Review Summary: Turner's best record is a top-to-bottom incredible exploration of legacy, memory, history and - far more importantly - the paths we choose.
In spite of his proclamation on second track 'Peggy Sang The Blues' that it doesn't matter where you come from
- a sentiment that the man surely believes with just as much conviction as everything else he's ever written - you do have to wonder. For England Keep My Bones
, his fourth studio album, is a collection of heartfelt ruminations on what it means to carry the weight of the past with you. Sometimes that history takes a physical form in the hills and churches of his homeland; many a time, it's more abstract, like the tormented regret he documents on 'Redemption'. But whichever incarnation it arrives in, one thing is sure from the off; Turner is not concerned with the superficial past which sees people refer to him as an Eton pupil. This goes deeper.
If you aren't already familiar with the punk-frontman turned singer-songwriter's approach to the connection between an acoustic guitar and its audience, opener 'Eulogy' should tell you everything you need to know. In it, Turner declares that on the day he dies he'll say "at least I fucking tried!" in his typically resolute fashion, as the momentous guitars crash behind him, and from there on out, England Keep My Bones
is one story of legacy and memory after another. 'One Foot Before The Other' explores the instinctive feeling of being inexplicably linked to every person you ever meet, and 'Wessex Boy' is a folksy three-and-a-half minutes of rejoicing that home still exists however far away you go. But the thing that makes this record so special is not
how it's set up; it's how it plays out.
Songs like 'Redemption' are so rare in their obviously autobiographical honesty that it's easy to assume they remain unresolved, but such is not - is never - the case on England Keep My Bones
. What is essentially one man ruing his decision to leave his girlfriend alone in a restaurant in London winter
transforms because of who Turner is; the song is not a description of the events of that snowy evening, but rather a personal exploration of how you fix those traumatic memories. It's visceral and potentially tragic, but ultimately, it's actually phenomenally healing
; god help you if Turner's assertion that each can be redeemed by the courage with which he confesses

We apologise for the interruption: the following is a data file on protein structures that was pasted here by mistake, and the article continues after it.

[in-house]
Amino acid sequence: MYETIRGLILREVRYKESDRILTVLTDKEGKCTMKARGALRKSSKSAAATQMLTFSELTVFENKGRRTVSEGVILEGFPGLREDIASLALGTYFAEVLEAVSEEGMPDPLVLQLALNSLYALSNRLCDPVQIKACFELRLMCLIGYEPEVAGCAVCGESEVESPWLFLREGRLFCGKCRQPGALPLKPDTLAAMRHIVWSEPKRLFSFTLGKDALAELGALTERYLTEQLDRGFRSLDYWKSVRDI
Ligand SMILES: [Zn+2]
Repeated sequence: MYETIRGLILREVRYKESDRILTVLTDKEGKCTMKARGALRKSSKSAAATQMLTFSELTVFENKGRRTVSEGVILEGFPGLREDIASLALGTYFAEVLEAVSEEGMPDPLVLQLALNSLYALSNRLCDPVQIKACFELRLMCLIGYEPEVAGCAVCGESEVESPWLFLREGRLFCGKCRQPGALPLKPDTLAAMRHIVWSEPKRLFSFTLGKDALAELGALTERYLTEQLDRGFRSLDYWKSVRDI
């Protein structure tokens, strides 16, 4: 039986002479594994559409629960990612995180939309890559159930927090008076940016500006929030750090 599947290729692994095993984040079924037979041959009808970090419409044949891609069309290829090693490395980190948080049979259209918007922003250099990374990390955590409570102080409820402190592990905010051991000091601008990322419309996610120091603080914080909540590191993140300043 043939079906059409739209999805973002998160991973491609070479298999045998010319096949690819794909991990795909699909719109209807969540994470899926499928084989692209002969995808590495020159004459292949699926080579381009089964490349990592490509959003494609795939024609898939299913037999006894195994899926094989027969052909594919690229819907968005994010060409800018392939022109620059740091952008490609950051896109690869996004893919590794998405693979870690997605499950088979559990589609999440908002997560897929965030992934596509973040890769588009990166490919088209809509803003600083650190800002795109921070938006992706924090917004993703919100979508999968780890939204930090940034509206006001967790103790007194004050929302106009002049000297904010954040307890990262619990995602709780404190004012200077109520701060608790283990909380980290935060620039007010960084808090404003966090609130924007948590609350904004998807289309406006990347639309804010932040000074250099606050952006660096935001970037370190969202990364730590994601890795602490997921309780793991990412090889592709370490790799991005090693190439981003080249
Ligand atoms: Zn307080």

doesn't fix you up good and proper, especially after his outpouring.
It's this personal attachment, this obvious link to Turner's inner thoughts that set this record and Love, Ire & Song
apart from his other two albums; it is abundantly clear from the very start to the very finish of England Keep My Bones
that he means every word of what he's saying, and not in a theatrical sense. 'I Am Disappeared' is quite simply the best song he's ever written, and it's nothing to do - really - with the piano flourishes of its chorus. It's all about the way Turner sounds when he says that he sleeps with his passport, one eye on the back door, so [he] can always run
. He doesn't have to shout it; it stabs so damn deep.
And this personal edge rounds itself off perfectly with closing track 'Glory Hallelujah'. On 'Try This At Home', Frank Turner joked that 'we write love songs in C, we do politics in G, and we sing songs about our friends in E minor'. I don't care what key 'Glory Hallelujah' is in, but it's all those three combined; it's absolutely the culmination of this record and of Turner's songwriting to this day right here. It's not a song about God, or god, or atheism; it's a track which believes in its own cries that we're all in this together
. That's the crux of it. But most telling is his pondering during the song's bridge that [he's] known beauty in the stillness of cathedrals in the day, [...] sung 'Glory Hallelujah, won't you wash my sins away!
but that now he's singing his own song
. This is the message, in essence, of England Keep My Bones
- the past happened, and matters, but nowhere nearly as much as what you do with it now. Basically then, it doesn't matter where you come from - it matters where you go
. And Frank Turner is going anywhere he wants to.